Singer-songwriter Maya Delilah opens up about her new single "Thank You", working with Samm Henshaw, her upcoming EP, and why she believes everything happens for a reason.

Maya Delilah – even her name sounds like a song. It’s this innate essence of musical ability that seems to course through Maya’s very soul – and you can certainly hear it in her music. Whether she’s posting groovy covers on YouTube, teasing original new tunes on Instagram, or jamming in a studio with her collaborators, you can’t help but stop and watch. This is what seems to be one of Maya Delilah’s biggest draws – she’s just such a natural that you can hardly imagine her pursuing any other path but music.

 

Breaking through during the pandemic, Maya’s soft vocals intertwine with a blended mix of jazz, pop, and classic soul to create a potent mix. Only releasing her debut single, “Tangerine Dream”, last year (still one of her most popular songs to date), she’s gone on to carve a niche for herself with graceful, time-halting numbers filled with angelic harmonies, harp introductions, and delicious guitar licks reminiscent of Tom Misch.

 

This year, Maya’s released four singles, “Gravity”, “Need A Word With Cupid”, “Break Up Season” with Samm Henshaw, and now, “Thank You”. The latter trio of singles are tasters from her sophomore EP, which is set to drop soon. With all songs written within the space of a month, the record covers everything from heartbreak to empowerment as we go on a journey with Maya after a breakup.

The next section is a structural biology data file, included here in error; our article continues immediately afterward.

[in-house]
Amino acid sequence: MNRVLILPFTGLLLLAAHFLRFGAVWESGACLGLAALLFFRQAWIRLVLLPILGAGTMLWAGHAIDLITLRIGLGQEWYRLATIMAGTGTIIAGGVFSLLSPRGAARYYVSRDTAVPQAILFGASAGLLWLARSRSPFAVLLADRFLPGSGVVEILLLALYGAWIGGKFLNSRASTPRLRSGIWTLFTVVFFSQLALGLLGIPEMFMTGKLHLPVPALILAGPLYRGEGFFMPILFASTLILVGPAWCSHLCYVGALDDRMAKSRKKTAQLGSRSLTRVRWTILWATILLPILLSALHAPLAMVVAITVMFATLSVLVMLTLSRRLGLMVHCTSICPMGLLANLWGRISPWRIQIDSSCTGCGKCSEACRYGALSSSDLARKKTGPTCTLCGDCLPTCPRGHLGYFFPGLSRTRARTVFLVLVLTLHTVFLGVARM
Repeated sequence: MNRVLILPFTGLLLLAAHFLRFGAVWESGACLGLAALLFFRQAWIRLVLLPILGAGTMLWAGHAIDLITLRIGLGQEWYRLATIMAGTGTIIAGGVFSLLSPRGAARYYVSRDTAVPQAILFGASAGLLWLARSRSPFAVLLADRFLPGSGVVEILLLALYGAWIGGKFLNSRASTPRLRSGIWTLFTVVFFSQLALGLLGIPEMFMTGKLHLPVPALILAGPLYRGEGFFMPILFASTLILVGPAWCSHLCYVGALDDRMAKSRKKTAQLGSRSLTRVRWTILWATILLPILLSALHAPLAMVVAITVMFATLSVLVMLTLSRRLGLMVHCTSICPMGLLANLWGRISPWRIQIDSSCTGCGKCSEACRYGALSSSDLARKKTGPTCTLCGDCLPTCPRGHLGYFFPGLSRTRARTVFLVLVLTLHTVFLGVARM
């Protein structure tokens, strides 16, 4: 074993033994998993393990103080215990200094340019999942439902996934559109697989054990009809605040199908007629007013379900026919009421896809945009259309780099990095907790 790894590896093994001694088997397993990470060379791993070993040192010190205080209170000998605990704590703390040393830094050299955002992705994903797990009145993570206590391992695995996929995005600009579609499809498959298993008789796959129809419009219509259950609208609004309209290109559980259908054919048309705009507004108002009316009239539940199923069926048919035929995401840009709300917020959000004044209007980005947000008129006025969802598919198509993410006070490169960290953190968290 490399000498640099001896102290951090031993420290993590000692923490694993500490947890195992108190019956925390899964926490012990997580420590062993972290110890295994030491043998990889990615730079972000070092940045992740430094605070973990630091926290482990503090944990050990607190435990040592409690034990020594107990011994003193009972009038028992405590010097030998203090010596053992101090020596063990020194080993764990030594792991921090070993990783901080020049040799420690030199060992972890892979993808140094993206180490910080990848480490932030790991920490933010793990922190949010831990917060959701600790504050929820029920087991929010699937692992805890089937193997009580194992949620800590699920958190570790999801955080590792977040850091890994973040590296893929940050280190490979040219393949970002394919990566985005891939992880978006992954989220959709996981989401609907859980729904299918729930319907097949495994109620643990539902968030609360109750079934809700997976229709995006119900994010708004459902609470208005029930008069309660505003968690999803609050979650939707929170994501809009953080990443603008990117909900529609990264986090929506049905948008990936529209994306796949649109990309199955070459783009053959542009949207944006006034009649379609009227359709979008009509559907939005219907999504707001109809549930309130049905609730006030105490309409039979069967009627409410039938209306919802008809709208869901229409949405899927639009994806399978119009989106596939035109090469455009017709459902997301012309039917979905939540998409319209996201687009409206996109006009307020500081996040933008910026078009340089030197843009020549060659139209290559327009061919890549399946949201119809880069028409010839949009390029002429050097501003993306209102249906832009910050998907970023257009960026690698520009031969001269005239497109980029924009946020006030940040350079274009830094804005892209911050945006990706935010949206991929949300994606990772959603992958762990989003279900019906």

Dive into our conversation below as we discuss the healing power of music, creative inspirations, dream collaborators, and much more.

Your new single “Thank You” is described as “the final chapter” in your breakup journey. Was the process of writing it healing? Or was it a painful catharsis?

The process involved a mixture of emotions. From the instant I heard the chords played, it weirdly felt a perfect match to how I was feeling, and having already written the other songs from the EP, which cover empowerment, heartbreak, and bitterness it was clear that this was gonna be the sincere one which matched perfectly with the tone of the chords. Because of it being so simple and sincere there was definitely a pressure to nail exactly what I felt in the small lyrical section, but having said exactly what I wanted to say I definitely felt a large sense of healing. It’s the beauty in songwriting – getting to say what you couldn’t necessarily say or get the chance to say. There was of course elements of pain as I was still very present in my breakup (having written it only a month later).

Do you believe that catharsis is necessary after pain?

Personally, I believe yes, however, I am fortunate to have the luxury of a creative outlet where I can channel my emotions to achieve catharsis whereas many don’t. I definitely used my songwriting to let out my feelings and start getting over that chapter of my life and I can now say how happy I am because of it all. I think it’s necessary to try and find areas to overcome the pain and not dwell in it if you can help it – otherwise, how will you move on with life? But like I said, I am lucky that I have an obvious outlet and feel for those who don’t.

When you go around your day-to-day life are you always aware of how you are processing emotions or experiencing situations, from a creative songwriting perspective?

I am always jotting things in my notes, whether that’s an emotion, an interesting situation I witnessed, a line from a movie that made me think etc. My mind seems to naturally switch on as soon as I experience something that I believe could be turned into a lyric or concept for a song.